Read an Excerpt
A Certain Place:
a Climate for Genius
Richard Wright came out of hell. All his life devils were pursuing him. Anger was the name of one fiend. Ambivalence was another two-faced devil teaching him the ways of two worlds, black and white, simultaneously. Alienation was another devil who like the horror in the Greek myth gnawed at his vitals without ever consuming him or being consumed. Finally, aberration was another devil that tore him apart while all of these devils lived in the hell of his daily environment and reminded him of his heredity. Wright's human condition predestined him thus to be shaped in a crucible of racial suffering, a tormenting cauldron of pure hell. All his life he agonized, and all his days he searched for meaning.
The state of Mississippi, Adams County, U.S.A., where Richard Wright was born, September 4, 1908, was a veritable hell. For Wright it was rural, black, and poor. I can remember his telling me in 1936, "I was born too far back in the woods to hear the train whistle, and you could only hear the hoot owls holler." His birthplace in those Mississippi woods was like a big black hole that followed him in his memory all the days of his life, and it reappears in his fiction, his nonfiction, and his poetry.
By taking the main highway, U.S. 61, north from Natchez toward Vicksburg and turning right at the sign for Washington on the road to Roxie, one travels through three plantations. On the right is the plantation named Travellers Rest, that stretches some three thousand acres north, south, and east. Then there are the towns of Fenwick and Cranfield and the RobinsonRoad on the left. This road leads into the two plantations of Rucker and the Hoggatt. The Hoggatt Family has owned this land since 1700. Richard Wright's paternal forebears lived for three generations on Travellers Rest. Here his grandfather lived with his four sons and two daughters.
Grandfather Wright was married to Laura Calvin Wright, who was three-fourths Choctaw Indian. Of the four sons-Solomon, Nathaniel Rias, and George the laughing-eyed Nathan or Nate (called Naze) married Ella Wilson, the school teacher at Tates Magnolia Baptist Church. Nathaniel met Ella at a Methodist church social in Cranfield. In time they became the proud parents of Richard Nathaniel (named for his father and his maternal grandfather, Richard Wilson), born in a rented sharecropper's house on Rucker's Plantation, twenty-five miles north of Natchez. Although Wright's grandfather, his Uncle Solomon, and later his first cousin Louis (Hand) Wright, maintained Post Office Box 57 on Route 1 marked "Roxie," Wright was not born in Roxie, which is still miles away from Rucker's Plantation. As rural free delivery boxes are numbered, the post office box is halfway between Cranfield and Roxie.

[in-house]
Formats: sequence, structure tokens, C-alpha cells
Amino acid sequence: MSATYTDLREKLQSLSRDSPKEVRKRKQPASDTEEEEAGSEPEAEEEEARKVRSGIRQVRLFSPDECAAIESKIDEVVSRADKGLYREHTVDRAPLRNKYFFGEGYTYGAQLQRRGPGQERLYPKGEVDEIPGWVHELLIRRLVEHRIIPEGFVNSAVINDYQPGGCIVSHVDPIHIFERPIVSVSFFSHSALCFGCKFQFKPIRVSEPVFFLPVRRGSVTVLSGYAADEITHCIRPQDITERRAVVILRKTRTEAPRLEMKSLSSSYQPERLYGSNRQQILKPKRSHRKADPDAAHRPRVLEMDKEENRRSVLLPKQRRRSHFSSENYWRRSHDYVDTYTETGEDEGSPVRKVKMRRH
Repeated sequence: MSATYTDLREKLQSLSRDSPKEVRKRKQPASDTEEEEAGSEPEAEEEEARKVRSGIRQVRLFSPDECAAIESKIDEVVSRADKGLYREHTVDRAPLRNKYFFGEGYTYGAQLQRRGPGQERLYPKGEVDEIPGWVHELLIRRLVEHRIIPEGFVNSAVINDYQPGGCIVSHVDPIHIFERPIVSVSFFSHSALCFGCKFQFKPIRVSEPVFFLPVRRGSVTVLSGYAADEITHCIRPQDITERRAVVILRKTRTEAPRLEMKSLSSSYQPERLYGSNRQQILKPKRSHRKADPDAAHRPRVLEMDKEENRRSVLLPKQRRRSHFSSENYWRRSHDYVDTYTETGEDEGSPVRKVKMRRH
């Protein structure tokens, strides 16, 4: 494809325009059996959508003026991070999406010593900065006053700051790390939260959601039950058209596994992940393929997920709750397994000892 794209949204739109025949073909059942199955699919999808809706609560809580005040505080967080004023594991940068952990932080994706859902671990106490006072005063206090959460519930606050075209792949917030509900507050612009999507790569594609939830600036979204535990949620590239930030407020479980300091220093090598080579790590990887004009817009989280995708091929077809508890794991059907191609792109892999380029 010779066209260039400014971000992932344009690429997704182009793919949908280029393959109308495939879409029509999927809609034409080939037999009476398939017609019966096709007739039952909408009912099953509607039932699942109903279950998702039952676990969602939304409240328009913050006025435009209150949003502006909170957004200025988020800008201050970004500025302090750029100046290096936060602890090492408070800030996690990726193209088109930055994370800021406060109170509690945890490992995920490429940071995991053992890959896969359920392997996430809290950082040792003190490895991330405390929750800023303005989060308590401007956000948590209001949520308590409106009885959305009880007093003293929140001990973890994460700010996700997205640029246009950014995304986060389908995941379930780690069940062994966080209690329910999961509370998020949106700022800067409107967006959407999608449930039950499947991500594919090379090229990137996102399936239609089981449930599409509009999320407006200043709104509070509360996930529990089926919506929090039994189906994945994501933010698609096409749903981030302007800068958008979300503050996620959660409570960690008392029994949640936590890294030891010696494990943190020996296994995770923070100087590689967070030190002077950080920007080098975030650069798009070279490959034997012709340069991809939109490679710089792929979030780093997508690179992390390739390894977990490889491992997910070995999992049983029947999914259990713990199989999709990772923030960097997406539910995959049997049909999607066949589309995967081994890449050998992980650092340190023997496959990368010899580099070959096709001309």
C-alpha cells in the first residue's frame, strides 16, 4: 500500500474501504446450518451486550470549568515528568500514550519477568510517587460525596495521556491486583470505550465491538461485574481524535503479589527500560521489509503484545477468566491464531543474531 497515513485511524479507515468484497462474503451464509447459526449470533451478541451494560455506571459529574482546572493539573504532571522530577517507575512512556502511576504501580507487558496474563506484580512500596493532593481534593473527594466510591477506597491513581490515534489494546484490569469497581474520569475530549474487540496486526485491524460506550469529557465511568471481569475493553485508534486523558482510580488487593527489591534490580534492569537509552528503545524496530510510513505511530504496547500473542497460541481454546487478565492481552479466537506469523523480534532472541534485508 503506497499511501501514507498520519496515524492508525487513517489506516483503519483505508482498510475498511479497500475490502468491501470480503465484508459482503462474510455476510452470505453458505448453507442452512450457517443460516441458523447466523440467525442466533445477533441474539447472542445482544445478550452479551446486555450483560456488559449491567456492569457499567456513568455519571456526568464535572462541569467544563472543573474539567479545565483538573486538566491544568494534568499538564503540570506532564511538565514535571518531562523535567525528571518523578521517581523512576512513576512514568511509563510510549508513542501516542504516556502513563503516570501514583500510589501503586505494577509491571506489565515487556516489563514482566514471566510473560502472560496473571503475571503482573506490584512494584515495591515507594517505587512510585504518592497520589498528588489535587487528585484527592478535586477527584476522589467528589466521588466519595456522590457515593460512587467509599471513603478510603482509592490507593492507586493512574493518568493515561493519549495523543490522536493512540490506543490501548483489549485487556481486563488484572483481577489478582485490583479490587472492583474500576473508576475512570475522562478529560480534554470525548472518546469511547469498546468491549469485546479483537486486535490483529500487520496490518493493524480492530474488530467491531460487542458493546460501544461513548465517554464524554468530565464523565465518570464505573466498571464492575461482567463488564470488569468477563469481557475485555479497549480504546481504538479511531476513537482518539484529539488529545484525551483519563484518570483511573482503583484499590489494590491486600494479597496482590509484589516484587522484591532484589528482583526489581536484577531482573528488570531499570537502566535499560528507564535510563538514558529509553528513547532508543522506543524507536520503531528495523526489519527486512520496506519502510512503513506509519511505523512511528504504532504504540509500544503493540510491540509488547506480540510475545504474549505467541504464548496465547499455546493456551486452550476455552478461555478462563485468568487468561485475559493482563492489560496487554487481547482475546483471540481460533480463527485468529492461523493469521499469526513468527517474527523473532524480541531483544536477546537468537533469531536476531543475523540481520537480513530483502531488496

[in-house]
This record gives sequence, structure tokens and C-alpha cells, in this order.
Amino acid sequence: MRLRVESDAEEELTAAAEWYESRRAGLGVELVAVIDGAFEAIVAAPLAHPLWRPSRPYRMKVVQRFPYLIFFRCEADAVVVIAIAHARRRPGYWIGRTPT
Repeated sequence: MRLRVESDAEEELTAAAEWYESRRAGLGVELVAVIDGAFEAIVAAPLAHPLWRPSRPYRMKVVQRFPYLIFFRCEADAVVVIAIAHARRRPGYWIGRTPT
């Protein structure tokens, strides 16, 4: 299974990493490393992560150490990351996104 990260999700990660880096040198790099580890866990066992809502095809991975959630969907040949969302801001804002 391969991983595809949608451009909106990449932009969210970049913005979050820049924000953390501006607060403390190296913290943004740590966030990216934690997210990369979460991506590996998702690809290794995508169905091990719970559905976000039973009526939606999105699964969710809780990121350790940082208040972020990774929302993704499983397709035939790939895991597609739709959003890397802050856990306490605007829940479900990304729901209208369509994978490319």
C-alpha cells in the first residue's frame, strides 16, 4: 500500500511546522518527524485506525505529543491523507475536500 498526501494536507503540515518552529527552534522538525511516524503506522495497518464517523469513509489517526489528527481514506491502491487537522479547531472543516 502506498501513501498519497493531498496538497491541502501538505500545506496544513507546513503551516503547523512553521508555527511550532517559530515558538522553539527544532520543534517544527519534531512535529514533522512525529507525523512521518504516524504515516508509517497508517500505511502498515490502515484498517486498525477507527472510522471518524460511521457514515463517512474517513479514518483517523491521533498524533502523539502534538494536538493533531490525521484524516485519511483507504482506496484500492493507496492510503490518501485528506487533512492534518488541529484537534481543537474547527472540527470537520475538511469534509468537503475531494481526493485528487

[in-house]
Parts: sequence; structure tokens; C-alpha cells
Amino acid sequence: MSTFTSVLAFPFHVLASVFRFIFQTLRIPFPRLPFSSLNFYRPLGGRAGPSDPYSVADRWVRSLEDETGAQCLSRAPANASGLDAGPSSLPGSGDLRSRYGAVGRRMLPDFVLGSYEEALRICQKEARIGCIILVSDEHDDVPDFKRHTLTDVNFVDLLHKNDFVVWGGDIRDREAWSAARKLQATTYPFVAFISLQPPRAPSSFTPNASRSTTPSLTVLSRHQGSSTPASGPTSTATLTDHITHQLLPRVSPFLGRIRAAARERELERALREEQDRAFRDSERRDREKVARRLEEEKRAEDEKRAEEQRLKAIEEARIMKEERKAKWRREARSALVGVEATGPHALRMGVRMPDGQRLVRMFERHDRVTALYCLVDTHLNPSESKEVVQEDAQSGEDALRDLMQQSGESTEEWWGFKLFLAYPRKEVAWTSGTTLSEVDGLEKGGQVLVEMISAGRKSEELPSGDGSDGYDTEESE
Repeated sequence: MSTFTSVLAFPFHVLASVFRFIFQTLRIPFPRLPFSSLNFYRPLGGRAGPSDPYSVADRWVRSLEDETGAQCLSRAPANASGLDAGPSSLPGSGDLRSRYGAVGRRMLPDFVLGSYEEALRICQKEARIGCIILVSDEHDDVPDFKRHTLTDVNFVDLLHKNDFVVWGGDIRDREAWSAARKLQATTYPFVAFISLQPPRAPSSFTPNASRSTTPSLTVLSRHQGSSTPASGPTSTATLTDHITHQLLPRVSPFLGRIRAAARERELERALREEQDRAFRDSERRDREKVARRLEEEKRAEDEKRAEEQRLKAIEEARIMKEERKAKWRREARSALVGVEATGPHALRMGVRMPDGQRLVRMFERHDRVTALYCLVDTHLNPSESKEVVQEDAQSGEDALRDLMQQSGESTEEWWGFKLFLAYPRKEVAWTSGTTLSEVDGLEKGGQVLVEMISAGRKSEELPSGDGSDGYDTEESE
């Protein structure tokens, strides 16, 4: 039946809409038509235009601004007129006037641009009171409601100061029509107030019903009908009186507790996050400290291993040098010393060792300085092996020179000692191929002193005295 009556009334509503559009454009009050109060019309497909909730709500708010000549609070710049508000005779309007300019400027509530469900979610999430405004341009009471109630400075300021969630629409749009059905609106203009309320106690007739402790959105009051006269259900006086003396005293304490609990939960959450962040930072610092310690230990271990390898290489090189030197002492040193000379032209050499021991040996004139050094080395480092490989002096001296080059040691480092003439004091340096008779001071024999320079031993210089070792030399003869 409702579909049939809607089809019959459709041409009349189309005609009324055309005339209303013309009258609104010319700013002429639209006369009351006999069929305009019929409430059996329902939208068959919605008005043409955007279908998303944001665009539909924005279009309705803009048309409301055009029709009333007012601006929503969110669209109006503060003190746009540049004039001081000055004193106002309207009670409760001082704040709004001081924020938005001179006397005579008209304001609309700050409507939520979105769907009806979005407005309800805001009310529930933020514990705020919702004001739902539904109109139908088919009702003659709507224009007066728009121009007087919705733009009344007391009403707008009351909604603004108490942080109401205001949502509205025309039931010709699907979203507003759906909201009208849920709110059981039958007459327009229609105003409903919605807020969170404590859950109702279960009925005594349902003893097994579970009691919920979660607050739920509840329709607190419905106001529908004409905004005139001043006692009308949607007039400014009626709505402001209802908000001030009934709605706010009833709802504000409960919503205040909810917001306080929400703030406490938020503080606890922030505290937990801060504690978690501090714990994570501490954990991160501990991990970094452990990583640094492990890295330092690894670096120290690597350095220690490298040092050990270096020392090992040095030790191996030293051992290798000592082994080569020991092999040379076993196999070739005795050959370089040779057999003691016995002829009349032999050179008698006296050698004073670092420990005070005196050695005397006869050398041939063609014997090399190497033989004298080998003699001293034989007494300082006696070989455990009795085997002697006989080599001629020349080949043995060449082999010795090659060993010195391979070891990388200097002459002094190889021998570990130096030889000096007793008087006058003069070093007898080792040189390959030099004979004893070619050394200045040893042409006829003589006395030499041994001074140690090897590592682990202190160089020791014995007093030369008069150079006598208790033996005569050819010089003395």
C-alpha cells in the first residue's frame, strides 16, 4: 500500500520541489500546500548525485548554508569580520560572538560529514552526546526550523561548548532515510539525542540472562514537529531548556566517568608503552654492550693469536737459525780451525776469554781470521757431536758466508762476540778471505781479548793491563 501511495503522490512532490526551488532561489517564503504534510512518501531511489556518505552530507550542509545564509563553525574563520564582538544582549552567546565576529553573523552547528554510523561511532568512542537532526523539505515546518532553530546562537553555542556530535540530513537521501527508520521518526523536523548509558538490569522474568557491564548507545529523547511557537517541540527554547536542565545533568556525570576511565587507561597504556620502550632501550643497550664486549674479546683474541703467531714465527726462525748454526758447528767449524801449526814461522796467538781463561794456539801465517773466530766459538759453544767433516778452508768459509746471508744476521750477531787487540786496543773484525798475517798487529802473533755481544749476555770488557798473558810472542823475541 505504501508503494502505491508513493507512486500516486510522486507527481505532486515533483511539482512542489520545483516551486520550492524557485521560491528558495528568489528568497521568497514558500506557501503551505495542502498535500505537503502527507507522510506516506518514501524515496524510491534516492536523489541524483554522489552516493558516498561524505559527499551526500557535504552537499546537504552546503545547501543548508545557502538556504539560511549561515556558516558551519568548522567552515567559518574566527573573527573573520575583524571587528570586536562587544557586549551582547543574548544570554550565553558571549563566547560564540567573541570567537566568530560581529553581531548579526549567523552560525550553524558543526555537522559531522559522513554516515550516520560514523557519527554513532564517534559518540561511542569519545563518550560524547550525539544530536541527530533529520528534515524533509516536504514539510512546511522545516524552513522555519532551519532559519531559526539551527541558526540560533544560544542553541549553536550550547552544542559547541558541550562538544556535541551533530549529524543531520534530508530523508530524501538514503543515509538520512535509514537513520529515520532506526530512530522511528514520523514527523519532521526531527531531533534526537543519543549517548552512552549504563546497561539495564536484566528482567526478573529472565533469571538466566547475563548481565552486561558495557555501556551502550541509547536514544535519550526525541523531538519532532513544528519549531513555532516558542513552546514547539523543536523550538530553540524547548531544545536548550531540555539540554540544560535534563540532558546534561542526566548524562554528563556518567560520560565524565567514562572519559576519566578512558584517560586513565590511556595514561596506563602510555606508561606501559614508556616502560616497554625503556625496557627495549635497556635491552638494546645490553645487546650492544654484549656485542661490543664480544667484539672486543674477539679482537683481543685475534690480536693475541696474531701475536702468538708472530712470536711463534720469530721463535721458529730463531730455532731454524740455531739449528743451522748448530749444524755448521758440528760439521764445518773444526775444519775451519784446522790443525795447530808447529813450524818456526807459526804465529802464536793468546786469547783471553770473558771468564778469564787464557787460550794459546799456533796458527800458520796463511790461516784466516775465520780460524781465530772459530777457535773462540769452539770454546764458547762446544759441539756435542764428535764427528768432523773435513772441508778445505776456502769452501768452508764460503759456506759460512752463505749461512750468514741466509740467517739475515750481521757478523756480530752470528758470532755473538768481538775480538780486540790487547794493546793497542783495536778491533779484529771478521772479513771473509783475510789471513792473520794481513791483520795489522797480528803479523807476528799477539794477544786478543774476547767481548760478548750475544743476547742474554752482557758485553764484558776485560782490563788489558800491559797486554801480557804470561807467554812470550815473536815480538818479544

There are two Baptist churches on Robinson Road, Robinson Chapel and Tates Magnolia. Wright's earliest memory was of his mother holding him by the hand and taking him with her to school every morning at Tates Magnolia Church. They came out of Rucker's woods, descended a worn path to Robinson Road, and proceeded to the one-room church. Between these two churches is a cemetery where most of the Wright family is buried. Wright's father, Nathaniel, is buried here in an unmarked grave beside his brothers and father.
Thirty years before the Civil War, Natchez was the home of some of the richest white people in the nation. The city was built around their homes, but the plantations were in the outlying rural districts along the river. Palatial houses, even antebellum mansions, built by black slaves who were excellent craftsmen, and who cut timber out of virgin forests of cypress, pine, and oak, still attest to the vast wealth of this river city. One mansion, Stanton Hall, has doors fitted entirely with hardware of sterling silver. Against this background of affluence and agrarian glory, now long since fallen on poorer days, was the absolute poverty and squalor of most of the area's black population. For three decades of slavery in the early nineteenth century there were vast plantations surrounding Natchez, and all these feudal lands were dotted with slave quarters and cabins. After the fratricidal war, many ex-slaves remained in the crop-lien or sharecropping system and became mere peons.Wright's grandfathers on both sides were examples of the remnants of slavery. Grandfather Wright owned and farmed land he had farmed in slavery; Grandfather Wilson had served as a Union soldier and had been given an honorable discharge, but he never received his pension.
During Reconstruction, lynching and mob rule became an accepted part of the social order in Adams County, as it did throughout Mississippi, the South, and the rest of the United States. According to the statistics of lynchings compiled by Monroe Work at Tuskegee Institute in Alabama and the studies made by the National Association for the Advancement of Colored People (NAACP), thousands of lynchings occurred in the United States between 1890 and 1952. Black male victims were usually accused of murder or rape or both, while black women were generally accused of incendiarism, arson, or poisoning. In many instances the accusations were false. Wright's fiction and poetry contain stories of lynchings which illustrate his preoccupation with this social issue. In research conducted in the 1930s for the book Deep South, white residents of Natchez who were questioned by white interrogators denied that black people were regularly lynched in Adams County.
"There hasn't been a lynching here in Adams County in seventy-five years. We don't lynch in this County because we could be lynching our kinfolks. Now they lynch in Bolivar County."
At the time of the study, the white chief of police lived openly with his black concubine, who was one of the largest contributors to the local black Baptist church.